I’m really excited about my promotion to a senior-level position because I want to live in a world where 50% of CEOs are female, instead of just 4.6%.
Discuss the Future of Hard Work Ahead of YouStaying still with our promotion-related example (we think you can easily translate the strategy into almost every other situation when you have to talk about your accomplishments).
For most people, telling them that you’ve just been promoted to a senior-level position is not much different from telling them that you’re about to earn much more money for doing a lot less work.
So, counter this from the start: “I just got promoted at work to a senior-level position. It’s a lot more challenging and time-consuming job, but I think I have the right motivation and state of mind. And I’m going to prove to them that they made the right choice.”
Make It a Conversation, Not a MonologueAnd… stop there.
If you go on talking about yourself after these few sentences, you’ve broken rule #1, i.e., you’ve not kept things simple.
Now, it’s time to engage your friend in this (so far) quite boring discussion which includes him/her not one bit.
So, start talking about your friend’s recent accomplishments.
In case there are none, and he/she hates his/her job, ask him/her something like “What would be your dream job?” or “Do you have a fantasy career?”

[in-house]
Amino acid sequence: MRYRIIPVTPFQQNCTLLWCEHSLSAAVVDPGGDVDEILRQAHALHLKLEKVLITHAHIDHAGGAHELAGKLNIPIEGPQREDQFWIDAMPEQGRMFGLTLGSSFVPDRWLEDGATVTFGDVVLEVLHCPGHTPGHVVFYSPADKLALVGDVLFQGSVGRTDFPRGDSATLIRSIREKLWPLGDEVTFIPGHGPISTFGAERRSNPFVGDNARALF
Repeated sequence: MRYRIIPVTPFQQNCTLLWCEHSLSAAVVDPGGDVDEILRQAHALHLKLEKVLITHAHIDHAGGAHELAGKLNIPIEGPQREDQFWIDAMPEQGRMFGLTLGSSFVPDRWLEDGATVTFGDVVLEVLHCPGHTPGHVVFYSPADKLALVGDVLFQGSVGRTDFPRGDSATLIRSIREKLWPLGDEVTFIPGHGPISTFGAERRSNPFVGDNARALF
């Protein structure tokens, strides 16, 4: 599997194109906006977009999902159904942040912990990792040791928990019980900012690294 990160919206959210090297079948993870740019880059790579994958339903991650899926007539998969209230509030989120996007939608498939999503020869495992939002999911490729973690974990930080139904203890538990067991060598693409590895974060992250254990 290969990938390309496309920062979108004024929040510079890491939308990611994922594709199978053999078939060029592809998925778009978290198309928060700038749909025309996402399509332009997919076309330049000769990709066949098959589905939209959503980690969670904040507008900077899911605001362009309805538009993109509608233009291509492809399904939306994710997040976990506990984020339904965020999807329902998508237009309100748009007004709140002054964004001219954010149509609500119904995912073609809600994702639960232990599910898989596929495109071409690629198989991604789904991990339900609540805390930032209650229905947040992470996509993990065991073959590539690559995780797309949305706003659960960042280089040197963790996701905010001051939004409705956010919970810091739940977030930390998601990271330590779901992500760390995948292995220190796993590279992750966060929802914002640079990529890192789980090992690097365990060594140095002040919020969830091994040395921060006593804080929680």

This should open up the conversation and earn you some friendship points.
Shift the Conversation… Even FurtherDon’t stop there.
In case you notice that the news about your accomplishment has made your friend even less happy – be even more generous!
And spend as much time as you need to get him/her to talk about something positive and upbeat.
The world, after all, doesn’t revolve around you.
So, never forget that when things go your way, there are many people around you whose lives haven’t been as generous.
It’s your turn.
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"How to Talk About Your Accomplishments Without Sounding Braggy and Annoying Quotes"[bctt tweet="People will forget what you said, people will forget what you did, but people will never forget how you made them feel. (Via Maya Angelou)" username="get12min"]
[bctt tweet=“People may forget your accomplishments and career successes, but if you can make someone feel valued and appreciated, like they’ve got a real friend and cheerleader on their team?” username=“get12min”]
[bctt tweet=“Stop downsizing your joy.” username=“get12min”]
[bctt tweet=“So often, in life, we downplay our accomplishments because we don’t want to be irritating, sound braggy, or take too much credit for making big, exciting things happen.” username=“get12min”]
[bctt tweet=“Your friends, your colleagues, your future employer, new people at your local industry mixer—they’d all love to hear something excellent and inspiring.” username=“get12min”]
Our Critical Review"How to Talk About Your Accomplishments Without Sounding Braggy and Annoying" may be nothing more than one more uninspiring article compiling in a list few commonsense things everybody should know and do, but – since the latter is not the case – the former is certainly not the case either.
In other words, for all its brevity, “How to Talk About Your Accomplishments Without Sounding Braggy and Annoying” should inspire you to become a better and more caring person.